Alignment with the motor phases driverAlign(...)

The alignment is done by calling the function:

current_sense.driverAlign(&driver, voltage_sensor_align);

This function applies using the driver instance applies the voltage to each of the phases and checks if the measured currents correspond to the directions of the applied voltages. This alignment procedure is able to correct for:

  • Incorrect order of adc pins
  • Incorrect gain sign

If monitoring is enabled for the motor during the initFOC the monitor will display the alignment status:

  • 0 - fail
  • 1 - success and nothing changed
  • 2 - success but pins reconfigured
  • 3 - success but gains inverted
  • 4 - success but pins reconfigured and gains inverted

If you are sure in your configuration and if you wish to skip the alignment procedure you can specify set the skip_align flag before calling motor.initFOC():

// skip alignment procedure
current_sense.skip_align = true;

For example Arduino SimpleFOCShield v2, you would have a code similar to this:

// invert phase b gain
current_sense.gain_b *=-1;
// skip alignment
current_sense.skip_align = true;
// align all sensors

Standalone current sense

To use your inline current sensor as a stand-alone sensor after you have configured the hardware and calibrated it you can read the phase currents by calling:

PhaseCurrent_s  current = current_sense.getPhaseCurrents();

This function returns the PhaseCurrent_s structure that which has three variables a, b and c. So you can print them out for example;

Serial.println(current.c); // 0 if only two currents mode

If you are using only two phase current measurements in your InlineCurrentSense, it will return the third current current.c equal to 0.

Sometimes the phase currents are hard to interpret, therefore this current sense class enables you to read the transformed current vector magnitude. The absolute DC current the motor is drawing.

float current_mag = current_sense.getDCCurrent();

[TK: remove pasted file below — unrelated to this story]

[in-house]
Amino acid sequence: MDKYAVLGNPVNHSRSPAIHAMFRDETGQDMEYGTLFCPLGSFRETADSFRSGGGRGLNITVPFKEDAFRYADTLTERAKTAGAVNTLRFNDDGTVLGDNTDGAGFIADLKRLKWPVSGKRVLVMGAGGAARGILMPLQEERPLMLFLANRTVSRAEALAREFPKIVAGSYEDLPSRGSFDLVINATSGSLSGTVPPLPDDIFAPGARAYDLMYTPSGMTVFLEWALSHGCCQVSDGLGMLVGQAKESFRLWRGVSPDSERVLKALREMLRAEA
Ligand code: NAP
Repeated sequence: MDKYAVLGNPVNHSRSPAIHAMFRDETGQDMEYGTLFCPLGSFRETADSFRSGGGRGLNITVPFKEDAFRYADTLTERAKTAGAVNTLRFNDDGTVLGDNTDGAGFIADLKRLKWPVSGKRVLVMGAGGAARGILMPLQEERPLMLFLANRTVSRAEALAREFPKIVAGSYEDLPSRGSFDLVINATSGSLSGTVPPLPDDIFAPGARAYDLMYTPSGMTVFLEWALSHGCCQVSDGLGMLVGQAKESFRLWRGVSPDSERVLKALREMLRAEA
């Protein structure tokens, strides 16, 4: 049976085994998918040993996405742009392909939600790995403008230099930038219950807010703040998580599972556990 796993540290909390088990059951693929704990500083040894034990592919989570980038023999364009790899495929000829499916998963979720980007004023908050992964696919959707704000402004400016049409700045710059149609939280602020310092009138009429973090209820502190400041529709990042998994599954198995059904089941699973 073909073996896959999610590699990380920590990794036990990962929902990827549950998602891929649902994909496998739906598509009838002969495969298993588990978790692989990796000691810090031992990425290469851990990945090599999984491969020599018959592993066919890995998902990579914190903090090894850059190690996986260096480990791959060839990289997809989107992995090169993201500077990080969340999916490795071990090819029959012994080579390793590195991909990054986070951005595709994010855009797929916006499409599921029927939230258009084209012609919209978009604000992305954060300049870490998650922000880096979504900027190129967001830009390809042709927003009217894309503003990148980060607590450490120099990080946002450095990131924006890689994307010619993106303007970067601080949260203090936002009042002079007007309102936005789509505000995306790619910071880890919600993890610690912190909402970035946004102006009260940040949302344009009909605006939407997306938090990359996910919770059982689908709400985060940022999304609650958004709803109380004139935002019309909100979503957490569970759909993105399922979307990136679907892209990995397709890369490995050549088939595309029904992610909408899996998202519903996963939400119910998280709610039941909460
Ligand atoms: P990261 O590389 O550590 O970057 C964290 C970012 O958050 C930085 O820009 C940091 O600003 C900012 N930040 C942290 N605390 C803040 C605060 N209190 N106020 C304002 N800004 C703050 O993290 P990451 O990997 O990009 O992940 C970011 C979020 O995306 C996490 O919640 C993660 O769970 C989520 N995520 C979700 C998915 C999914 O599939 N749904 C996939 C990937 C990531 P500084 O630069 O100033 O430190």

Futhermore if you have an access to the position sensor of the motor connected to the driver you can get signed value of the DC current the motor is drawing by providing it to the getDCCurrent method.

float current = current_sense.getDCCurrent(motor_electrical_angle);

Finally if you have the access to the motor position sensor you current sense class will be able to tell you the FOC currents D and Q that your motor is drawing.

DQCurrent_s current = current_sense.getFOCCurrents(motor_electrical_angle);

This function returns the DQCurrent_s structure which has two variables, d and q. You can print them out for example:


Example code

Here is a simple example of a inline current sense as a stand-alone sensor using the SimpleFOClibrary and SimpleFOCShield v2.

#include <SimpleFOC.h>

// current sensor
// shunt resistor value
// gain value
// pins phase A,B
InlineCurrentSense current_sense = InlineCurrentSense(0.01, 50.0, A0, A2);

void setup() {
  // initialise the current sensing

  // for SimpleFOCShield v2.01/v2.0.2
  current_sense.gain_b *= -1;
  Serial.println("Current sense ready.");

void loop() {

    PhaseCurrent_s currents = current_sense.getPhaseCurrents();
    float current_magnitude = current_sense.getCurrent();

    Serial.print(currents.a*1000); // milli Amps
    Serial.print(currents.b*1000); // milli Amps
    Serial.print(currents.c*1000); // milli Amps
    Serial.println(current_magnitude*1000); // milli Amps